• Carl Bengtsson

Erdoğan’s Last Waltz?

Photo credits: https://unsplash.com/photos/LqxJkdKDlLY

The seemingly invincible Recep Tayyip Erdoğan may face a defeat when Turkey goes to the ballot boxes next time. Although the next election is scheduled for 2023, the centenary of the nation's birth, the country’s precarious situation regarding both economy and foreign policy has made people call for an advance of the election. A foretaste of what is to expect has been given in the local elections in early 2019 when the ruling AKP lost both Istanbul and Ankara. Turkey is considered more divided and polarized than ever and the electorate can easily be categorised as pro- or anti-Erdoğan. This contribution will look at the trajectory of Erdogan's term as Turkish president and its potential prospects for the next elections.

The rise and fall of Gülen

Erdoğan has held political power for almost two decades, which is longer than any other politician. His long reign can mainly be explained due to the fact that he was able to get support from the Gülen movement, which is a moderate Islamist movement that focuses on education and has its support mainly among the pious population in the countryside (Özdalga, 2002: 91, 95). Since the Gülen members have a somewhat higher level of education than the traditional social-conservative voters, the movement became an important tool for AKP in order to get loyalists into the state institutions such as the judiciary (Özdalga, 2016: 14). The collaboration was particularly useful in superannuating the Kemalist establishment, not the least the military generals and state officials, which was done by accusing them of planning military overtakes (Robins, 2016: 114). Most notable was the so-called Ergenekon affair in 2008, where plans for a coup d’etat among high-ranking generals were revealed (Barkey & Taspinar, 2011: 34). Today most analysts seem convinced that plans were fabricated by the government.

Nonetheless, the collaboration between AKP and Gülen started to deteriorate and eventually came to an end in 2013 after high-ranking state officials belonging to AKP as well as Erdoğan’s family members were accused of fraud and corruption by Gülen members. Erdoğan answered by claiming that the trials against military personnel in fact were part of a conspiracy against the military, staged by Gülen members in state institutions. Erdoğan further claimed that Gülen sought to establish a parallel structure within the state by infiltrating state institutions (Özdalga, 2016: 11, 13, 15). The coup attempt in the summer of 2016, which Erdoğan quickly claimed was staged by Gülen, gave him an opportunity to purge supposed Gülen supporters from important institutions, not the least the judiciary and thereby avoid judicial processes for the party’s leadership.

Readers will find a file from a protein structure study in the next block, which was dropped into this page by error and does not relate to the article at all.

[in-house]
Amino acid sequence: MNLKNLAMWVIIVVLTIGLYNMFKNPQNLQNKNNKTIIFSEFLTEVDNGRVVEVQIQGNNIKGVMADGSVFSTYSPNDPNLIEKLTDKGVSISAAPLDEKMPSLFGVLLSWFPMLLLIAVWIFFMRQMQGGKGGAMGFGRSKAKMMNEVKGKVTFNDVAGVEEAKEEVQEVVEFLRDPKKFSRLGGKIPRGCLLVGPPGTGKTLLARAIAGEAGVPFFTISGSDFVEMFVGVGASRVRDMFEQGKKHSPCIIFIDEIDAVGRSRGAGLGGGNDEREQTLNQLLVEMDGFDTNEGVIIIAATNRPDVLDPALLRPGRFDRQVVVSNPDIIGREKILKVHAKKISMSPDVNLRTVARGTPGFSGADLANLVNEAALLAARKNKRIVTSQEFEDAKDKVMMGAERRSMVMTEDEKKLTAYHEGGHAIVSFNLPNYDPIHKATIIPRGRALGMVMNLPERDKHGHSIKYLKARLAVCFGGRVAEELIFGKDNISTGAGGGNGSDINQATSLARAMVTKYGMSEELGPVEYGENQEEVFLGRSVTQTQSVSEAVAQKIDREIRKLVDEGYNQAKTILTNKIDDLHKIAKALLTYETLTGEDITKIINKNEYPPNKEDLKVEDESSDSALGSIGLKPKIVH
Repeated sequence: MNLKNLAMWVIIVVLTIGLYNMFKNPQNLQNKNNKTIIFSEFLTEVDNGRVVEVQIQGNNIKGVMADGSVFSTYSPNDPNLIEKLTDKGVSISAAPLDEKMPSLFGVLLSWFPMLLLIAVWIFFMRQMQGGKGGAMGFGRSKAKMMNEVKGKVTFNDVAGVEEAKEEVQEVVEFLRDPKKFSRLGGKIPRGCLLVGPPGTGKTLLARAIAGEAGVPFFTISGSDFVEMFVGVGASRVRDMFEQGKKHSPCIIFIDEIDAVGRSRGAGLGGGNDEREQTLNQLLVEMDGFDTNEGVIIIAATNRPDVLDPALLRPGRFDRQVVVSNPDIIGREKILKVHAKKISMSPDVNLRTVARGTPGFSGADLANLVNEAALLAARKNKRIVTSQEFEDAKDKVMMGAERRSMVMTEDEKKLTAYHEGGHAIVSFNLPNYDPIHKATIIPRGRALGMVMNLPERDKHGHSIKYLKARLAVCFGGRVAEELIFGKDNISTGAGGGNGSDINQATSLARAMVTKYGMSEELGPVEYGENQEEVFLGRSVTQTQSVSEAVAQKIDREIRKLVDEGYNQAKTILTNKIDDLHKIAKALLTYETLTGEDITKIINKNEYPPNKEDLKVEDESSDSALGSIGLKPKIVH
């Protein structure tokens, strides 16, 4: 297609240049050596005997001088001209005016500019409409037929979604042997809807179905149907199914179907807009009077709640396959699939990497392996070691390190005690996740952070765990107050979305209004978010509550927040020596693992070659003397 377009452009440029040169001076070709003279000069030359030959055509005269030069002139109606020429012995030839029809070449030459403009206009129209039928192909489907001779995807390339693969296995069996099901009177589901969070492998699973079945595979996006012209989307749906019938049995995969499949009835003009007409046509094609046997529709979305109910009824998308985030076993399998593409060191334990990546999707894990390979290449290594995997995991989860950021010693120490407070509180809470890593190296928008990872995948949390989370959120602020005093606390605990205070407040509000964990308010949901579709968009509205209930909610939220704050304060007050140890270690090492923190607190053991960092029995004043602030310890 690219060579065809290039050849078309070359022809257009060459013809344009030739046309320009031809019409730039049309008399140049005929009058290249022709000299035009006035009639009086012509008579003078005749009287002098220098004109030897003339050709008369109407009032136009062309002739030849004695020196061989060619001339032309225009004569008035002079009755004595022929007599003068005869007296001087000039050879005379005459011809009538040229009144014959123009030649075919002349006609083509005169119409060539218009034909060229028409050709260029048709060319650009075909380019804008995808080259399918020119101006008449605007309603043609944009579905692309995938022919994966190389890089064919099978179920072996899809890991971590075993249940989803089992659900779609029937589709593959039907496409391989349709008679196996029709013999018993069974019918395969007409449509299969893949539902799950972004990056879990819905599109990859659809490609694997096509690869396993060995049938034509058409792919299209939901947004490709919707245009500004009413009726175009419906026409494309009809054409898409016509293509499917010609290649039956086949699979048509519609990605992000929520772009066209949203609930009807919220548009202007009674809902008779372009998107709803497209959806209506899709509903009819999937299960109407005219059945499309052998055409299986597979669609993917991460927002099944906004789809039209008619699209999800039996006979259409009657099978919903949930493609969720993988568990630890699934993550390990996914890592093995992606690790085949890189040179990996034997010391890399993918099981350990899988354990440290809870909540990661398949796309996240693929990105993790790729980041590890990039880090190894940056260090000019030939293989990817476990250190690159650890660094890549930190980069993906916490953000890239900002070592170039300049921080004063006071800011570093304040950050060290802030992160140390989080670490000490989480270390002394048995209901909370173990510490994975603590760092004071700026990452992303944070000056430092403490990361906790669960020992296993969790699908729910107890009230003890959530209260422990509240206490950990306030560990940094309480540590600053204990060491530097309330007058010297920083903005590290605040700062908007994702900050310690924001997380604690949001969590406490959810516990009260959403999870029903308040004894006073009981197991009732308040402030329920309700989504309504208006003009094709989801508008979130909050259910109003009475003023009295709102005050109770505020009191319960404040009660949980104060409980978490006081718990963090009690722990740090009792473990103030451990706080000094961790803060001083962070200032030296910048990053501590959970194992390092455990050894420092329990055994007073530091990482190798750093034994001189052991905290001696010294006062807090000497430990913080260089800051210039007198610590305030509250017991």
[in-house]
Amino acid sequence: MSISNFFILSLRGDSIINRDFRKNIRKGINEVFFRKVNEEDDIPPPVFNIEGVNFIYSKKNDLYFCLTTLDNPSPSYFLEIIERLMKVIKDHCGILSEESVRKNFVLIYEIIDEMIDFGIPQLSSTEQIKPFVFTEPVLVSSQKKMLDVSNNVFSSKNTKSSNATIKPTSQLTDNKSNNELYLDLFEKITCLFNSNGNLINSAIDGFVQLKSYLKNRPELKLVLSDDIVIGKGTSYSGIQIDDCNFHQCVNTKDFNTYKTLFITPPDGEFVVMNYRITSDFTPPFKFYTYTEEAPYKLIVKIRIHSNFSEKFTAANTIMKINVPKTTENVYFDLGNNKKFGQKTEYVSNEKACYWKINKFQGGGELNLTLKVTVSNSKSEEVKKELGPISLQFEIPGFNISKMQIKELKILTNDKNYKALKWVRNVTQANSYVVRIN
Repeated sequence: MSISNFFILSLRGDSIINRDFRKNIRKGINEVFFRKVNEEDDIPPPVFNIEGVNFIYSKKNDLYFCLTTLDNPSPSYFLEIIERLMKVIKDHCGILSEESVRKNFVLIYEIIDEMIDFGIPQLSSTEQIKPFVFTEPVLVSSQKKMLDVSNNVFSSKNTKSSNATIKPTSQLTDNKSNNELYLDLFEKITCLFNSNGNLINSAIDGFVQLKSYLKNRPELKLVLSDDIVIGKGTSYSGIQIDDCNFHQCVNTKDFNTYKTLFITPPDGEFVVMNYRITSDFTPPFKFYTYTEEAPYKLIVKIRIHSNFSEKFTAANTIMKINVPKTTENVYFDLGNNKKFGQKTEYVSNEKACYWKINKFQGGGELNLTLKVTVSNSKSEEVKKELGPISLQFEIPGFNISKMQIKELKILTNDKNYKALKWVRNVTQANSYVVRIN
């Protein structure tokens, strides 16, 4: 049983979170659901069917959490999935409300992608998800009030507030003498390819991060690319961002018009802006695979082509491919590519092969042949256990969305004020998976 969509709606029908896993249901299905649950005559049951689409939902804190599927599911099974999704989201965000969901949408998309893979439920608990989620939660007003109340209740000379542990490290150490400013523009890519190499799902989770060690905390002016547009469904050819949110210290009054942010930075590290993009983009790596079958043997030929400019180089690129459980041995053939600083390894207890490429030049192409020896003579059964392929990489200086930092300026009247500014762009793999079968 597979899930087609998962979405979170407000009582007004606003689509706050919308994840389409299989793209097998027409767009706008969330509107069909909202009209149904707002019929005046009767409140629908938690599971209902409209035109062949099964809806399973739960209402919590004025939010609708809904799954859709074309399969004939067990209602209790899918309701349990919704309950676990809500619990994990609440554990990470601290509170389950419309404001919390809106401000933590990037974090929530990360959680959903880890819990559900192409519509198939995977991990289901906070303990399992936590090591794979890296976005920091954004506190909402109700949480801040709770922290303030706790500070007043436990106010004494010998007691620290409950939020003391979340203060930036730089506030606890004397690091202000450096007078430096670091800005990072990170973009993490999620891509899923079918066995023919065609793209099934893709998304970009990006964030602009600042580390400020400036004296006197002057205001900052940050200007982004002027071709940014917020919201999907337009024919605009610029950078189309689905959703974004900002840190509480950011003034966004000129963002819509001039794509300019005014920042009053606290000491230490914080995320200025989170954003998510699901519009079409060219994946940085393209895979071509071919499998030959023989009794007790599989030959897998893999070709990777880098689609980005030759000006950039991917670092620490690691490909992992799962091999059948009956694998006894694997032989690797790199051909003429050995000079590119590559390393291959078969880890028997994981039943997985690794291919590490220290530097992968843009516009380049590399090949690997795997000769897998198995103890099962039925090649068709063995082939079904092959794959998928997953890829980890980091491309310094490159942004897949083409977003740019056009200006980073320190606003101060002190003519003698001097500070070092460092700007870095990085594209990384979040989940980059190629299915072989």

The end of an era?

Following the failed coup d’etat, the referendum in 2017, which changed Turkey’s political system from a parliamentary system to a presidential one, made Erdoğan not only the head of government but also the head of state, head of the ruling party, and head of the police. Contrary to the old parliamentary system, in the new presidential one, there is an additional election between the two most voted candidates if none of them reaches more than 50 percent of the votes in the first round. Accordingly, the challenger has the possibility to gather all voters who do not vote for Erdoğan for the second round. In the last election of 2018, AKP managed to escape from a second round, since its coalition with MHP got 52 percent of the votes in the first round (Cağaptay, 2022).

The support for AKP has decreased steadily in recent years, and polls give by hand that the support for AKP is as low as between 30 and 40 percent (Cağaptay, 2022). The opposition parties also share the idea of abandoning the presidential system and going back to the parliamentary one. According to polls the support for the actual presidential system is as low as 34 percent, while 57 percent would prefer a return to the previous system (Esen & Kirişci, 2021). That AKP’s heyday may be over was clearly shown in the local elections in 2019, where the secular Atatürkist Republican People’s Party (CHP) candidate won in Istanbul. As it is said: “The one who rules Istanbul rules Turkey.” Until that date, AKP had won all elections held in the last ten years. Although the coalition of AKP and the ultra-nationalist National Movement Party (MHP) managed to get 51 percent of the votes (Esen & Kirişci, 2021) it is no exaggeration to say that the election is all about the bigger cities. A common perception is that “Istanbul is more than Turkey”.

Towards a governmental change